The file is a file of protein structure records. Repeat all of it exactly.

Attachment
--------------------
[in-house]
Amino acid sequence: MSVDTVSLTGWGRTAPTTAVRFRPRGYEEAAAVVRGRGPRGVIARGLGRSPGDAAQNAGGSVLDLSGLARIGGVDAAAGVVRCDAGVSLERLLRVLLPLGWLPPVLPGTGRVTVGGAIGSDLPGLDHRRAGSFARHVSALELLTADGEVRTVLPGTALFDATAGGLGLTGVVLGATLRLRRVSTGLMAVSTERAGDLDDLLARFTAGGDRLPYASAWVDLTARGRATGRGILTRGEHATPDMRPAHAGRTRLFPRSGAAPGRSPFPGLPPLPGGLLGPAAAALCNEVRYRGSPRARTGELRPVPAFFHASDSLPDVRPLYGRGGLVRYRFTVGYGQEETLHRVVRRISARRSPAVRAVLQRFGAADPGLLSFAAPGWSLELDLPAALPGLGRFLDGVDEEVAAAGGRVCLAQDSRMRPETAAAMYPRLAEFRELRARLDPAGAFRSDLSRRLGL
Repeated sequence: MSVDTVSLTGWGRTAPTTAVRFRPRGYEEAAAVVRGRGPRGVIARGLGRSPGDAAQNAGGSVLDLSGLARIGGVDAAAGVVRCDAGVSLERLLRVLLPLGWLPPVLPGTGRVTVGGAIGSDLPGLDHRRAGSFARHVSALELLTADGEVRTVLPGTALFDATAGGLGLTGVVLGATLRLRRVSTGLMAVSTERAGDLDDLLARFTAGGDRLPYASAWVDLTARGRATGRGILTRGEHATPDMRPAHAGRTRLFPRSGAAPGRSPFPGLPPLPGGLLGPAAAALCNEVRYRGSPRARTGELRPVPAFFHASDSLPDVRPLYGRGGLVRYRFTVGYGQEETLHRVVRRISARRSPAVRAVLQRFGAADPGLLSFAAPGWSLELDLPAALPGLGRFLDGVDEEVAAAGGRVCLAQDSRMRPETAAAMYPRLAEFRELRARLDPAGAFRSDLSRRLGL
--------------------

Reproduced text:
[in-house]
Amino acid sequence: MSVDTVSLTGWGRTAPTTAVRFRPRGYEEAAAVVRGRGPRGVIARGLGRSPGDAAQNAGGSVLDLSGLARIGGVDAAAGVVRCDAGVSLERLLRVLLPLGWLPPVLPGTGRVTVGGAIGSDLPGLDHRRAGSFARHVSALELLTADGEVRTVLPGTALFDATAGGLGLTGVVLGATLRLRRVSTGLMAVSTERAGDLDDLLARFTAGGDRLPYASAWVDLTARGRATGRGILTRGEHATPDMRPAHAGRTRLFPRSGAAPGRSPFPGLPPLPGGLLGPAAAALCNEVRYRGSPRARTGELRPVPAFFHASDSLPDVRPLYGRGGLVRYRFTVGYGQEETLHRVVRRISARRSPAVRAVLQRFGAADPGLLSFAAPGWSLELDLPAALPGLGRFLDGVDEEVAAAGGRVCLAQDSRMRPETAAAMYPRLAEFRELRARLDPAGAFRSDLSRRLGL
Repeated sequence: MSVDTVSLTGWGRTAPTTAVRFRPRGYEEAAAVVRGRGPRGVIARGLGRSPGDAAQNAGGSVLDLSGLARIGGVDAAAGVVRCDAGVSLERLLRVLLPLGWLPPVLPGTGRVTVGGAIGSDLPGLDHRRAGSFARHVSALELLTADGEVRTVLPGTALFDATAGGLGLTGVVLGATLRLRRVSTGLMAVSTERAGDLDDLLARFTAGGDRLPYASAWVDLTARGRATGRGILTRGEHATPDMRPAHAGRTRLFPRSGAAPGRSPFPGLPPLPGGLLGPAAAALCNEVRYRGSPRARTGELRPVPAFFHASDSLPDVRPLYGRGGLVRYRFTVGYGQEETLHRVVRRISARRSPAVRAVLQRFGAADPGLLSFAAPGWSLELDLPAALPGLGRFLDGVDEEVAAAGGRVCLAQDSRMRPETAAAMYPRLAEFRELRARLDPAGAFRSDLSRRLGL